The Indian government is becoming a joke by the day! Now The Economist, my favorite magazine, has written about the irrelevance of Rahul Gandhi in an article asking, “What’s the point of Rahul Gandhi?” Before that, TIME magazine had dubbed our Prime Minister as an underachiever! The harsh truth is that the term ‘underachiever’ is such a mild word to use for a politically comatose man who has been literally sleep-walking in his monotone voice over his two stints.What a letdown for a democracy and the electorate, for never has India had a worse and more inactive man as its Prime Minister. And then, of course, Washington Post came down heavily on him. And what was the Indian government’s reaction? Well, like immature intolerant fools, they lodged an official protest – exposing to the world that the article was indeed right and more; exposing to the world the government’s mindset, which looks eerily similar to that of Mamata, who shows complete disdain for democratic values and goes about arresting lecturers to farmers – and betraying the sentiments of the same democracy and all those voters who brought her to power. And if that was not enough, then the Indian government gets a cartoonist arrested by using a law that should have been discarded ages back. Yes, it is the same mindset which protests against a Washington Post article, that gets a professor arrested for sharing cartoons on Facebook, that makes an Aseem Trivedi a victim of an archaic law! The way this law has been used to suppress the voice of Binayak Sen earlier, and that of his likes, stinks of an intolerant and draconian government that is becoming irrelevant by the day. It is a matter of utter shame how even today, we cling on to our colonial past and their discriminatory laws, which were crafted to bootlick a select few who ran the government.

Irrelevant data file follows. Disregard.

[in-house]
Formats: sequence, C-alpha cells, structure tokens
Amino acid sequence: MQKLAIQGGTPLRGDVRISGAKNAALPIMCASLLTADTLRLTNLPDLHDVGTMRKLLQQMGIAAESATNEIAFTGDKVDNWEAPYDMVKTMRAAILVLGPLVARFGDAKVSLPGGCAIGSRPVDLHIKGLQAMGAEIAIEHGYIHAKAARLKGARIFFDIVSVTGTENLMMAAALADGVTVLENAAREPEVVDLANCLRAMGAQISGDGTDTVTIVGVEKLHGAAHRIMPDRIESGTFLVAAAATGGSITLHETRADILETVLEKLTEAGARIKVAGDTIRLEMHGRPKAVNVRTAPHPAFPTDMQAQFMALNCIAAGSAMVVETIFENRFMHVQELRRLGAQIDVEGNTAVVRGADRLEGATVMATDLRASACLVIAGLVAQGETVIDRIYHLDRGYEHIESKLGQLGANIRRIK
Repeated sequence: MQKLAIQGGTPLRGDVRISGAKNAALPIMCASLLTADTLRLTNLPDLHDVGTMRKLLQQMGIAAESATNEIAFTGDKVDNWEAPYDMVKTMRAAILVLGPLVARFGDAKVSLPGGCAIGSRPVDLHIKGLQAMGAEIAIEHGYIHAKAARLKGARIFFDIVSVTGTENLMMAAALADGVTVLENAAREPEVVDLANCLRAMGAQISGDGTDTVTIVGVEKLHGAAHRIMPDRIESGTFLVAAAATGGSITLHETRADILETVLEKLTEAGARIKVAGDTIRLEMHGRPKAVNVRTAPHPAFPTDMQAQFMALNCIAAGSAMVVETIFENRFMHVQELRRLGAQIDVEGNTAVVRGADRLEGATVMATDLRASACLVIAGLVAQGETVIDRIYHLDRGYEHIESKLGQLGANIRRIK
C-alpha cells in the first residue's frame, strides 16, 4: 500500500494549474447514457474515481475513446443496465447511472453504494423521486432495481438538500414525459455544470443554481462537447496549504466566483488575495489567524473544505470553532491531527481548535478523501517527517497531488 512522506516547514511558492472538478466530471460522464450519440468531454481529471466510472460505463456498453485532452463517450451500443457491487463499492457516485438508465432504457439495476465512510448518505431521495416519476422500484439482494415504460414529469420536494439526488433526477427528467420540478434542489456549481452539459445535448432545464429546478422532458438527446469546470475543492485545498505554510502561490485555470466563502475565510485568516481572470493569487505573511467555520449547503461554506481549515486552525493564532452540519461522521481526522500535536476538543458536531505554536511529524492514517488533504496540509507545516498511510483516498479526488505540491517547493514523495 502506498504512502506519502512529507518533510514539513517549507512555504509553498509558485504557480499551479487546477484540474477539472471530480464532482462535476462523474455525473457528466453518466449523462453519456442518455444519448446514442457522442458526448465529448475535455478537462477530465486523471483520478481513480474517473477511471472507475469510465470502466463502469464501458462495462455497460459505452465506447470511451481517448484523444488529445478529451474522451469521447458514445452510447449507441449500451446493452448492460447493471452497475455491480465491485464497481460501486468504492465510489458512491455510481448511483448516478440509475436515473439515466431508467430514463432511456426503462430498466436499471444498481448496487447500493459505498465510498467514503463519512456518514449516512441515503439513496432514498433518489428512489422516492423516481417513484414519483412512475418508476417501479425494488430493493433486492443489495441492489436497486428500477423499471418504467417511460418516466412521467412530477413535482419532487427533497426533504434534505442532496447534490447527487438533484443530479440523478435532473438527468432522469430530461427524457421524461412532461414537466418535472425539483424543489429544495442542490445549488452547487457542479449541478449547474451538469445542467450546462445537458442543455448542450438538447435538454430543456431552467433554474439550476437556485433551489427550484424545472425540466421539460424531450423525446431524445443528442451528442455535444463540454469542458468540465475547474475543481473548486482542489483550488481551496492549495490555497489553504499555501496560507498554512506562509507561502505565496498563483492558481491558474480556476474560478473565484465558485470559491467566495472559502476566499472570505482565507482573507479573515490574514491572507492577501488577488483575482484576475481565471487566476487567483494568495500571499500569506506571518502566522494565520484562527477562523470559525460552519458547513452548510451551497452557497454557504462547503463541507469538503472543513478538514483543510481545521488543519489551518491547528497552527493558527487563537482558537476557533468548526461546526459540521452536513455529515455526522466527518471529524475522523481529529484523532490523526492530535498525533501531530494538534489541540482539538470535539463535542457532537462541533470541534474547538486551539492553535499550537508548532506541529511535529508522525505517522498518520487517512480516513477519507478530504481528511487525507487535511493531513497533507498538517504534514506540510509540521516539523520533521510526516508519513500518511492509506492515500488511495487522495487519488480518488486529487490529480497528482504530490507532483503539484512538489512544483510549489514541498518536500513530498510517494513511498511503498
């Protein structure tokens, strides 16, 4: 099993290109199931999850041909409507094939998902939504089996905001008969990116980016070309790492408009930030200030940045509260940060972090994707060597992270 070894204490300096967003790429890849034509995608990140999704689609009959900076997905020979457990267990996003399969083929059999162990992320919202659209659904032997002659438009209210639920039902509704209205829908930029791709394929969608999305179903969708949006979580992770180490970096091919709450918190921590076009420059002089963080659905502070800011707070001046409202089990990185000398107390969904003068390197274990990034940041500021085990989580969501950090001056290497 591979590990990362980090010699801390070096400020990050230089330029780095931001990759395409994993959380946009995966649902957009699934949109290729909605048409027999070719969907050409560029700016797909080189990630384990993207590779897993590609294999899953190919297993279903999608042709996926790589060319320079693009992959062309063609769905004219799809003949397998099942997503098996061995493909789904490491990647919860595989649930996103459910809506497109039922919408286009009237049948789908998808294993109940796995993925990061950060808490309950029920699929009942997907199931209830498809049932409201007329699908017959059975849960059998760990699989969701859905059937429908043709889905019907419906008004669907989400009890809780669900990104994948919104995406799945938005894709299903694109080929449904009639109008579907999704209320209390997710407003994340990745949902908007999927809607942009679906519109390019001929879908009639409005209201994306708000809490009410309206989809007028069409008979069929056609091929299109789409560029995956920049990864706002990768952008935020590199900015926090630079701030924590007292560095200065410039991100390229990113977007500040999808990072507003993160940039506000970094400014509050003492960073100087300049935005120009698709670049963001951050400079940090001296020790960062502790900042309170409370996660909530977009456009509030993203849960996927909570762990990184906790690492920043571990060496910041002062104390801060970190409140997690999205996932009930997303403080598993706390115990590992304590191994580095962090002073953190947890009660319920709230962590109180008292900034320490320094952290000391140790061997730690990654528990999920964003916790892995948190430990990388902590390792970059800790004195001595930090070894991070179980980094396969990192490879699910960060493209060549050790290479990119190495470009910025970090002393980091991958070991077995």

The completely shameful arrest of Aseem Trivedi has brought to light again this prevailing archaic law whose legitimacy can only be comprehended after going into its historical milieu and the reason why it was drafted. As I wrote last year during the Binayak Sen case (Read my two related editorials at http://arindamchaudhuri.blogspot.in/2011/01/binayak-sen-victim-of-state-and.html and http://www.thesundayindian.com/en/story/-change-sedition-law-free-binayak-sen/13763/), in the Indian context, sedition dates back to the Sepoy Mutiny of 1857, wherein the objective was to forcefully suppress the democratic aspirations of a particular section of society. The skeleton of this section was derived from the common law of seditious libel, meant to control press and publications during that time. This law, regardless of being touted as curbing resistance, is nothing but a rotten remnant of the colonial past with the sole intent of suppressing potential paradigm change-makers. In its current state, the yardstick that gauges the amplitude of disaffection and the resultant violence is very vaguely defined and is highly subjective.